I too have heard that the mills did hire Latinos for some of the factory jobs back in the 60s and possibly the 70s. However, the Latinos living here now on welfare have moved here to make better use of their welfare dollar which goes much farther up here than in the big city and to get away from the crime. We do not have jobs here, so it cannot be why they move here.
Per Diane’s reasoning, there are no jobs here , hence any influx of people moving here, must therefore be strictly for welfare. Her secondary claim is that you move to Montgomery County to get a better buy for your welfare dollar. Of course, her argument puts forth not a single data point but let’s see if the data supports the reasoning here.
First, the claim is that there are no jobs for Montgomery County residents. If true, then the unemployment rate would be 100%. Per recent figures, the actual unemployment rate for Montgomery COunty is 10% per the BLS. In other words, 90% of people are not unemployed, or indeed, jobs do exist. Also, the notion that people might commute to other counties , such as me, simply do not exist.
Second, for Diane’s claim to be valid, we would expect that each and every person that moves here would be on social services. In other words, if we know 1000 people move to Montgomery County, then our social services roll would also jump by 1000.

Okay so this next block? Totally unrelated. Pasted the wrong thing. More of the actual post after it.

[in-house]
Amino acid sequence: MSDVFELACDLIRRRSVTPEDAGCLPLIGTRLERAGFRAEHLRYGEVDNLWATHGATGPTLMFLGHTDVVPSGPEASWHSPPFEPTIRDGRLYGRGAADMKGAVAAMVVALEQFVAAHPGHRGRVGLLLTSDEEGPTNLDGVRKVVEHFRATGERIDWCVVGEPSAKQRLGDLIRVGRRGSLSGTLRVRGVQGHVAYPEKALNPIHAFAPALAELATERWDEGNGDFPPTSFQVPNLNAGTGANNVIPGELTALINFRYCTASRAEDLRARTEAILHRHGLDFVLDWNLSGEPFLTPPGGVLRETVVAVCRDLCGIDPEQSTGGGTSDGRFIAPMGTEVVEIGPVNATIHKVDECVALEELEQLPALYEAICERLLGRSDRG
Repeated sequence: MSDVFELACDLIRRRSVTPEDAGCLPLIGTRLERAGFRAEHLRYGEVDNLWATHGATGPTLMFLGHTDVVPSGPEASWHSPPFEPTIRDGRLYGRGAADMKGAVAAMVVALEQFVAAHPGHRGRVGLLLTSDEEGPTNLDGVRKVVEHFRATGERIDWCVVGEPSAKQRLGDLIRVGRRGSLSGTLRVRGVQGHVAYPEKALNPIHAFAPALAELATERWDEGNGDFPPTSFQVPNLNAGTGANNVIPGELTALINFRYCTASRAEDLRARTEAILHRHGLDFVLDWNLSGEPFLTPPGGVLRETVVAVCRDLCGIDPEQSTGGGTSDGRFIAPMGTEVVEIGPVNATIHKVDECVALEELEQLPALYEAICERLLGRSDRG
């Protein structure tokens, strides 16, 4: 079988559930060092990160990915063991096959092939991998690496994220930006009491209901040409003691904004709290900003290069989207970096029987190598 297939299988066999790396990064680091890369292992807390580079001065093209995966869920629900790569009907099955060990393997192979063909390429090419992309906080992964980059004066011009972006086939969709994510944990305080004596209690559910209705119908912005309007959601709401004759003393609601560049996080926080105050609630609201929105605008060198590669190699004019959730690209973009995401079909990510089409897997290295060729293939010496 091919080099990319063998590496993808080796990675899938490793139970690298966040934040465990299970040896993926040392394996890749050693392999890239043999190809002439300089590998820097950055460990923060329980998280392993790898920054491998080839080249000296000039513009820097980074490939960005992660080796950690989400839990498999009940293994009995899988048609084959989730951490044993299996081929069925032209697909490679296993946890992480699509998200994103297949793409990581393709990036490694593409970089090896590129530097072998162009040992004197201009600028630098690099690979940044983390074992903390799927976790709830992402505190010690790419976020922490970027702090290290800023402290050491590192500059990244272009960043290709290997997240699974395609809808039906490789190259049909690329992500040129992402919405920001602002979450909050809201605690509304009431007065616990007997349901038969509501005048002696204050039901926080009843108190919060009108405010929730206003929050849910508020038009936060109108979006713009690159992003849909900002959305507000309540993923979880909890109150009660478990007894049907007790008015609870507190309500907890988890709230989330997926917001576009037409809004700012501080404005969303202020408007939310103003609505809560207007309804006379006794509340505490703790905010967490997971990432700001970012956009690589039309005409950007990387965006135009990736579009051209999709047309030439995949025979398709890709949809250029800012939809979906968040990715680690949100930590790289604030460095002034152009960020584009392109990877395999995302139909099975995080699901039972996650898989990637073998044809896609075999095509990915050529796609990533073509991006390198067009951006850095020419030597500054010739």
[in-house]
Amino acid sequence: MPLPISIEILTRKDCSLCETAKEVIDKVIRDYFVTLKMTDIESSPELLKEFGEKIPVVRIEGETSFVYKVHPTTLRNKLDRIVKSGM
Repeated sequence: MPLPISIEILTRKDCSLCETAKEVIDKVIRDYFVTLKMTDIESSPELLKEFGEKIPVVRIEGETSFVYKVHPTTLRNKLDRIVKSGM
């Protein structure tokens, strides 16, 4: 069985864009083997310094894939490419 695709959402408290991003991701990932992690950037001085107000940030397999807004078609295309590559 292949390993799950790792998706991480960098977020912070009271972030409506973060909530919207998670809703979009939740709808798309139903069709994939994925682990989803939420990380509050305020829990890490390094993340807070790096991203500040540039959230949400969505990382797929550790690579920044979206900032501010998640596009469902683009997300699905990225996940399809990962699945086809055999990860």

Luckily for us, we can get to some numbers to put her claim to the test:
Using data from NY State Dept of Health , we can calculate the net increase in medicaid and subsistence between 2005 and 2009 as an increase of 1278 adults and children. I excluded the aged and the disabled as likely to move. I also am helping Diane’s argument by assigning the increase in social services solely to those moving here to take advantage of the benefits. In other words, we are ignoring the economic fact that social services usage increases due to economic and social conditions such as loss of job, failing health, et al.
Here is the calculation for the 1278 increase:
Next, we have to get a sense of how many people moved into Montgomery COunty from the New York City area during that time. To prove Diane’s point, we need to show that approximately 1278 people moved to this county as that would explain the rise in the social services rolls. Again, let’s favor Diane’s argument and say that the increase of 1278 is only from newly moved people versus existing residents.
To get a sense of the influx of people , we can use data from the Census located here. As the table below shows, the influx of people from the New York area totals 310 with a margin of error of 373. So let’s again favor Diane’s argument and say that the total is 310+373 or 683.
Where that leaves us is that if we assume every person from NYC is Hispanic and on welfare, we cannot get to the 1278 figure to explain the rise in social services. In other words, there are 600 other people on the social services rolls who are not from NYC and apparently not Hispanic. I’m not sure how we classify the excess other than , in Diane’s view, we are attracting people beyond NYC to move here for the welfare.
As a final counter to Diane’s point, we see that an estimated total of 2592 (margin of error ) people moved into Montgomery County from 2005 to 2009 from the locales as shown below. Interestingly, we see the bulk are not from NYC but rather from closer locales. Anyway, the takeaway is that we had nearly twice as many people move here than appeared on the social services rolls or in other words, not everyone who moves here ends up on social services even under the most gracious, and frankly unrealistic, assumptions in terms of the numbers.